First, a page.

Laura says she knew that her family were not going to feel “any more listened to” by any of the other candidates. “I felt that Labour were looking in all the wrong places for their support and trying to replicate 1997, which was a once in a generation thing,” she says.

These are young Labour supporters who know their politics and their history, and have a clear vision of the sort of society in which they would like to live. They state the importance of fairness and inclusivity. They feel passionately that the generations that came before them have failed to provide for them, or have betrayed them politically, especially over student fees. They also feel that their voices have long gone unheard.

Lucie Spadone, 17, joined the Labour party last September, when she was 16, and as well as being inspired by Corbyn's anti-austerity stance, also thinks that he would “give young people a platform to air their views” because his views are in line with theirs. Abby Tomlinson, the 17 year old activist who founded #milifandom, agrees that he is a vocal supporter of her generation. “I think he represents a voice for change that a lot of young people want to hear,” she says. “A lot of young people feel angry at all of the measures the government seems to be taking to make the lives of young people harder. The contempt David Cameron has for young people I think means that a lot want an alternative who they know will support them, and for a lot of people that person is Jeremy Corbyn.”

There's certainly an excitement around Corbyn that is notable on social media and at demonstrations. Whether or not, as some commentators suggest, his popularity ends up being merely a blip, a symptom of the silly season after which Labour members and supporters will abandon the underdog and resign themselves to the centre ground remains to be seen. But you can't deny that there's a contingent of people in their teens and twenties out there who think he's brilliant while remaining underwhelmed, if not disgusted, by the others and their perceived support for austerity.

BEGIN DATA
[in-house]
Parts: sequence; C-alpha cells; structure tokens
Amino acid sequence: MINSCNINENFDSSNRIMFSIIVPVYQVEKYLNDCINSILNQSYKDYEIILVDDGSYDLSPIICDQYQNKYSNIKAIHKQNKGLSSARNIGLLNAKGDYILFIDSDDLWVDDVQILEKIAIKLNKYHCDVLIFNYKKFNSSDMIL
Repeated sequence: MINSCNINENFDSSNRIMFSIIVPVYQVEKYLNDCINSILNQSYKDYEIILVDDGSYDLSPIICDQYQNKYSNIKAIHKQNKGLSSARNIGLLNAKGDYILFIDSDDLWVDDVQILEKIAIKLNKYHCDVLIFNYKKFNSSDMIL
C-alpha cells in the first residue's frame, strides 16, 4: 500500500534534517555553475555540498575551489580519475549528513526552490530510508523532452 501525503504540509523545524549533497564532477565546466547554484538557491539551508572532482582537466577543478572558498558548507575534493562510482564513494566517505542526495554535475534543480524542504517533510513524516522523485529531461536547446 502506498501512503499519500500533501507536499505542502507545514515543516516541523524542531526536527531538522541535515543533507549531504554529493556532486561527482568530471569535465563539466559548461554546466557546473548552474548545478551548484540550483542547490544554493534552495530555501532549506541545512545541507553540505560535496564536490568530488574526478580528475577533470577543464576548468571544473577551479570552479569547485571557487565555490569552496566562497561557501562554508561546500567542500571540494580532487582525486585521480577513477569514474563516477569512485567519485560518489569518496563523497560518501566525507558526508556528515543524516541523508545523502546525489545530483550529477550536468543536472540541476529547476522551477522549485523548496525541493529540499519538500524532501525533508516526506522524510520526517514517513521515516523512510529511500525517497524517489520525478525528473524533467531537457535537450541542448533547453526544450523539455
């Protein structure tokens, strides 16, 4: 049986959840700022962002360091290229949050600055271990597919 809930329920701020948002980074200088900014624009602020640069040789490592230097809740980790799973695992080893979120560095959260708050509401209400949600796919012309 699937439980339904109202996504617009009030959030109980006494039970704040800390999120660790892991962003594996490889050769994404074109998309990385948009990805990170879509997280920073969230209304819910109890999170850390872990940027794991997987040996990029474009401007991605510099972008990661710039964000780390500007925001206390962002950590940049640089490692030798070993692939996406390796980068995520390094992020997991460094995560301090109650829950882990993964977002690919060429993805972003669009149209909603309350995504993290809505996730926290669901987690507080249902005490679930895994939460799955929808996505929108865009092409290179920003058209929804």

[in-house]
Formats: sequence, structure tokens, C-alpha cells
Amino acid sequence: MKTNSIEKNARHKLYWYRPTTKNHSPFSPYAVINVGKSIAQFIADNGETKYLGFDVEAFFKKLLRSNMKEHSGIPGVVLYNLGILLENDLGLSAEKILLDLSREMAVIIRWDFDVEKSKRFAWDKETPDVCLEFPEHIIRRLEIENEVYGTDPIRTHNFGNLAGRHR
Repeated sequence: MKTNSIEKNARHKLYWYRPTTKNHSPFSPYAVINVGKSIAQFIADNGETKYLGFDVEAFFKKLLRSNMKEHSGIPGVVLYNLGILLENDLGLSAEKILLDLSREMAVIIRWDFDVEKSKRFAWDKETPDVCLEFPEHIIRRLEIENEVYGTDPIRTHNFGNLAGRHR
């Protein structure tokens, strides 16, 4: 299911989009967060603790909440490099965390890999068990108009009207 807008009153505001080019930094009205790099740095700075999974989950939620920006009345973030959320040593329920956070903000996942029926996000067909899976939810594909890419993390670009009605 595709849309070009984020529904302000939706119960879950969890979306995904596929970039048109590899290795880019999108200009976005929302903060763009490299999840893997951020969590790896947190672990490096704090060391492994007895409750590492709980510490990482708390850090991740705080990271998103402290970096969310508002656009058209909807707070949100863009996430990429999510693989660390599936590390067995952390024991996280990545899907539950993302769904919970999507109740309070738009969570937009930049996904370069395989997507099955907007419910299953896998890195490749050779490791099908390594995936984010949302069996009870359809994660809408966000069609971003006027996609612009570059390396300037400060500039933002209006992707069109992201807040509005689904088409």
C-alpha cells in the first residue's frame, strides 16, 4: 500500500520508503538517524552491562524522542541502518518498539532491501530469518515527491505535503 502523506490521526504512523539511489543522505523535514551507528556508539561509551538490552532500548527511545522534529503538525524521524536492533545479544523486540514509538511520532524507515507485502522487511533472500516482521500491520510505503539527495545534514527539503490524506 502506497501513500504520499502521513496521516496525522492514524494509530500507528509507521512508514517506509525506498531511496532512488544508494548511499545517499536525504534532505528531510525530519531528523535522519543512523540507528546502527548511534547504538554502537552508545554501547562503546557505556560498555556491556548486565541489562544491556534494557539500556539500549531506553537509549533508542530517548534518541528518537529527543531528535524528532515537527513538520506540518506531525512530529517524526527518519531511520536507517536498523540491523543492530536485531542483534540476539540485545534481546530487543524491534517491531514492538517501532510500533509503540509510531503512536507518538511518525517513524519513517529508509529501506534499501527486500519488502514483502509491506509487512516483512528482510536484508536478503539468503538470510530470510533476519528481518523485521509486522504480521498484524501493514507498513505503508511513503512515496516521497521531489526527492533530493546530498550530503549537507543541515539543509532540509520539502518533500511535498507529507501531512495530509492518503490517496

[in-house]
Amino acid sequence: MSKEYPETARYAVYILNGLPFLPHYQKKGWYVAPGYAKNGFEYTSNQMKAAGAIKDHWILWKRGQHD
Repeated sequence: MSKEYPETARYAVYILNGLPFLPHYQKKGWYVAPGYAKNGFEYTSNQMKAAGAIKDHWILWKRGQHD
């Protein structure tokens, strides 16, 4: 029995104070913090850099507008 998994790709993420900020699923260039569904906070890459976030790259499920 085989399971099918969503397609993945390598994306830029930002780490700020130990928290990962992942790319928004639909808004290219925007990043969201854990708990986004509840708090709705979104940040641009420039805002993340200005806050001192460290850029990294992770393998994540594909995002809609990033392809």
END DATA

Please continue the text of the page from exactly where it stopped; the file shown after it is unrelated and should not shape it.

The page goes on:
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Now listen to the NS team discussing the Labour leadership race on the podcast:

Rhiannon Lucy Cosslett is a writer for the New Statesman and the Guardian. She co-founded The Vagenda blog and is co-author of The Vagenda: A Zero Tolerance Guide to the Media.

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Air pollution: 5 steps to vanquishing an invisible killer

A new report looks at the economics of air pollution. 

110, 150, 520... These chilling statistics are the number of deaths attributable to particulate air pollution for the cities of Southampton, Nottingham and Birmingham in 2010 respectively. Or how about 40,000 - that is the total number of UK deaths per year that are attributable the combined effects of particulate matter (PM2.5) and Nitrogen Oxides (NOx).

This situation sucks, to say the very least. But while there are no dramatic images to stir up action, these deaths are preventable and we know their cause. Road traffic is the worst culprit. Traffic is responsible for 80 per cent of NOx on high pollution roads, with diesel engines contributing the bulk of the problem.

Now a new report by ResPublica has compiled a list of ways that city councils around the UK can help. The report argues that: “The onus is on cities to create plans that can meet the health and economic challenge within a short time-frame, and identify what they need from national government to do so.”

This is a diplomatic way of saying that current government action on the subject does not go far enough – and that cities must help prod them into gear. That includes poking holes in the government’s proposed plans for new “Clean Air Zones”.